A Tribute to Norm McDonald

Norm McDonald

by Max Watson


“Being different makes it hard to fit in”, Norm McDonald didn’t think so. Norm McDonald was an aboriginal Australian AFL player who played as Essendon’s half back flanker in the late forties and early fifties, a time when aboriginal Australians were treated extremely poorly. Norm was Essendon’s first indigenous AFL player and was born on the 10th of December 1925.


Apart from being a spectacular AFL player, Norm was a professional sprinter, (hence the nickname ‘the black bullet’). Combine this with his amazing kicking and marking abilities and you get one of the most aggressive halfback flankers in AFL’s history. A favourite among the crowd he played in two premierships, was listed as the half back flanker of the aboriginal team of the century in 2005 and won the Crichton medal in 1951. As well as playing for Essendon norm played for Geelong’s RAAF team and was given the opportunity to represent his state by playing for the Victorian team.


In 1953 Norm retired from professional football, but was not forgotten for in 1991 Michael Long (the ‘father’ of modern indigenous Australian AFL) a man who would not stand for anything but total removal of racism from the AFL chose number 4 as his original number the same one that Norm proudly wore. Norm McDonald was an inspiring man who fought against  the oppression  and racism to indigenous Australians of the time and proved that being different makes it hard to fit in but not impossible.


  1. Max, I really enjoyed your profile of Norm McDonald. Good to see you are taking an interest in history, footy history and issues like this. You must take after your grandpa.

  2. Max,

    Thanks for the great read.

    It’s my understanding that Norm McDonald use to play on Geelong’s number 4, Bobby Davis.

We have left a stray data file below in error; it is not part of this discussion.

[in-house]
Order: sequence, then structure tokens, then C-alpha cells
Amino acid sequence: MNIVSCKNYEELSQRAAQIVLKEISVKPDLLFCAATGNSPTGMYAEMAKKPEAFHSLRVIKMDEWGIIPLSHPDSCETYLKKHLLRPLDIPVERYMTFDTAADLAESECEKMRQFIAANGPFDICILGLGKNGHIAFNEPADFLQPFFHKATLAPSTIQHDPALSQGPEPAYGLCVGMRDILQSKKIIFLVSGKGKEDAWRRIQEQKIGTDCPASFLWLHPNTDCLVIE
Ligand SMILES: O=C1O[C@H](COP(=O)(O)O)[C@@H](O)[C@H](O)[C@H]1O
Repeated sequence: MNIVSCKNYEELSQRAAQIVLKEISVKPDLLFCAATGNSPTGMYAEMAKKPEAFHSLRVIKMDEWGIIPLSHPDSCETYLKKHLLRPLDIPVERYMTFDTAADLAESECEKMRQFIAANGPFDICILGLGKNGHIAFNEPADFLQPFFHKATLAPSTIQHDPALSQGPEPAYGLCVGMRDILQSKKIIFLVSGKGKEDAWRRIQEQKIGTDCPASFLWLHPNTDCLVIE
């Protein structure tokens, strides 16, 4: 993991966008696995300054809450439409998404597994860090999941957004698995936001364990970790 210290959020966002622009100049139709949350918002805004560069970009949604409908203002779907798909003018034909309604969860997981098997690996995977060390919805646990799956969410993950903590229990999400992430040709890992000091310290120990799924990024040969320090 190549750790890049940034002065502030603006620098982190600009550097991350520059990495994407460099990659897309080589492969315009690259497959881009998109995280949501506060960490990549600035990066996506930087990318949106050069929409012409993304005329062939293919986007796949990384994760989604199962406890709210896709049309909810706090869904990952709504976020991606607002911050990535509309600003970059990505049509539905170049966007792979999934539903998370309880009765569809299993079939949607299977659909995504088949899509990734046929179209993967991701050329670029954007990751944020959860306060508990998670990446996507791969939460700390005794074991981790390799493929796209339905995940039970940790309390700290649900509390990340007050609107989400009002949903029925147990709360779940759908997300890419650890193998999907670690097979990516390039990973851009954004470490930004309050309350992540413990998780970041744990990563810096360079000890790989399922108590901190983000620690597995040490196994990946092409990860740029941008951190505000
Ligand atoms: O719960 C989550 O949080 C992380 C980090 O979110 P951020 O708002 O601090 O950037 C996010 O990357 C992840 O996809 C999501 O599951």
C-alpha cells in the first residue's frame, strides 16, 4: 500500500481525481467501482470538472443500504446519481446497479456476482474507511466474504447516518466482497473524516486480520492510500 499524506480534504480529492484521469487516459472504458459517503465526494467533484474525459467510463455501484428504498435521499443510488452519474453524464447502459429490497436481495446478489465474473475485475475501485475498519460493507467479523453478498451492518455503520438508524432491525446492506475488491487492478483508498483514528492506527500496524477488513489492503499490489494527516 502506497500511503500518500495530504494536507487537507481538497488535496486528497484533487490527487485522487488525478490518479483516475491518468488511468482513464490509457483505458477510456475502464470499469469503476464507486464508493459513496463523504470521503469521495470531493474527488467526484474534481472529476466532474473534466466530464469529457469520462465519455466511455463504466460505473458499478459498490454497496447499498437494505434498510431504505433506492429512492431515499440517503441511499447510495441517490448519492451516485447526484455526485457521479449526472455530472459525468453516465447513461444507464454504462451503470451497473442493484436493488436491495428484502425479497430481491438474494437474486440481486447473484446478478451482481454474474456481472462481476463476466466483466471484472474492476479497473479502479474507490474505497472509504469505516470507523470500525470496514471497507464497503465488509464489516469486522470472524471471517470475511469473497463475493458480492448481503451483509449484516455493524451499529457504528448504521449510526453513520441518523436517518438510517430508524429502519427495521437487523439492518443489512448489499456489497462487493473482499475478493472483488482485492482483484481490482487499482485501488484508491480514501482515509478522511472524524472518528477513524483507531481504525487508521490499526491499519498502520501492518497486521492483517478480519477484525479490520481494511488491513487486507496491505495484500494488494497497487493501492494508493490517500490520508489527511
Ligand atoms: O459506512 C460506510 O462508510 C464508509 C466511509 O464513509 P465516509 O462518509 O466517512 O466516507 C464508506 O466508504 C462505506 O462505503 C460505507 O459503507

Both were very very fleet of foot.

    Am I right in saying that Essendon players Lance Mann and McDonald quinelled the Stawell Gift one year?

  3. PS

    I’m interested in Geelong’s RAAF team.

    Can anybody fill me in?


  4. Andrew Starkie says

    You’ve done Norm proud, max. Well done

  5. Ran second in the Stawell Gift in 1952 behind L.G Mann.

    My father knew him pretty well.

  6. Thank you Max, I really enjoyed your article. I remember watching Norm play for the Dons in the late 40’s and early 50’s and he was an absolute champion.

  7. I’ll second that Rod. I remember him well in one of The Bombers most glorious eras. he stood out in a team that boasted so many champions. Dick Reynolds, Bill Hutchinson, John Coleman, Wally May, Doug Bigelow, Doug McClure, Bill Snell. Bill Brittingham, The list goes on.

    I’m sure I sat in front of him in the stands at the G one day in the late 60s. We got into conversation and when I asked him – I thought in the nicest possible way – if he was Norm McDonald he said he wasn’t, He was a dead ringer and knew his footy like he’d been out there in the heat of battle. I’ve always wondered.

    What made you write the tribute Max?

  8. Thanks everyone for the great feedback.
    I was inspired to write about norm because He was one of the earliest Australian indigenous AFL players.
    The speech was originally a project for a school public speaking competition, I managed to qualify to represent my school in the final.

    Cheers max.

  9. Joel Smeaton says

    Great to read such positive comments about my Grandfather

  10. Desperately seeking any family members of Norm McDonald to contact me Ada relation knew Norm very well

  11. Oops meant I have a relation that knew Norm very well

  12. Brett McDonald says

    My name is Brett McDonald and my father was Norms nephew.